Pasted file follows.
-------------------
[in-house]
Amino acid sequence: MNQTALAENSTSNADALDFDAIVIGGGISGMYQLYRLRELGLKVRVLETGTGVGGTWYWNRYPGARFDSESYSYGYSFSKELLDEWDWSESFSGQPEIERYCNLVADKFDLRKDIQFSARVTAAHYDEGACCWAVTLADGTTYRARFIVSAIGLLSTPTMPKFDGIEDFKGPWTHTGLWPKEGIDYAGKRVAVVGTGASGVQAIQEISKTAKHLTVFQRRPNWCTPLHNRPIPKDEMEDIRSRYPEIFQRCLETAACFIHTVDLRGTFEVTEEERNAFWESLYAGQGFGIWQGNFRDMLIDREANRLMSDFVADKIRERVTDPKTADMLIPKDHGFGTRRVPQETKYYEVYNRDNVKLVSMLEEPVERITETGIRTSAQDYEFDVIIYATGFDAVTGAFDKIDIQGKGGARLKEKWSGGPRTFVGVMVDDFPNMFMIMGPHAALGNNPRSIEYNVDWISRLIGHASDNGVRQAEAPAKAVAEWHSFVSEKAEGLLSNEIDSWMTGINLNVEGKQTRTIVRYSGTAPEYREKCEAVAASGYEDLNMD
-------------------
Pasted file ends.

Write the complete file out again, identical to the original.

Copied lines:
[in-house]
Amino acid sequence: MNQTALAENSTSNADALDFDAIVIGGGISGMYQLYRLRELGLKVRVLETGTGVGGTWYWNRYPGARFDSESYSYGYSFSKELLDEWDWSESFSGQPEIERYCNLVADKFDLRKDIQFSARVTAAHYDEGACCWAVTLADGTTYRARFIVSAIGLLSTPTMPKFDGIEDFKGPWTHTGLWPKEGIDYAGKRVAVVGTGASGVQAIQEISKTAKHLTVFQRRPNWCTPLHNRPIPKDEMEDIRSRYPEIFQRCLETAACFIHTVDLRGTFEVTEEERNAFWESLYAGQGFGIWQGNFRDMLIDREANRLMSDFVADKIRERVTDPKTADMLIPKDHGFGTRRVPQETKYYEVYNRDNVKLVSMLEEPVERITETGIRTSAQDYEFDVIIYATGFDAVTGAFDKIDIQGKGGARLKEKWSGGPRTFVGVMVDDFPNMFMIMGPHAALGNNPRSIEYNVDWISRLIGHASDNGVRQAEAPAKAVAEWHSFVSEKAEGLLSNEIDSWMTGINLNVEGKQTRTIVRYSGTAPEYREKCEAVAASGYEDLNMD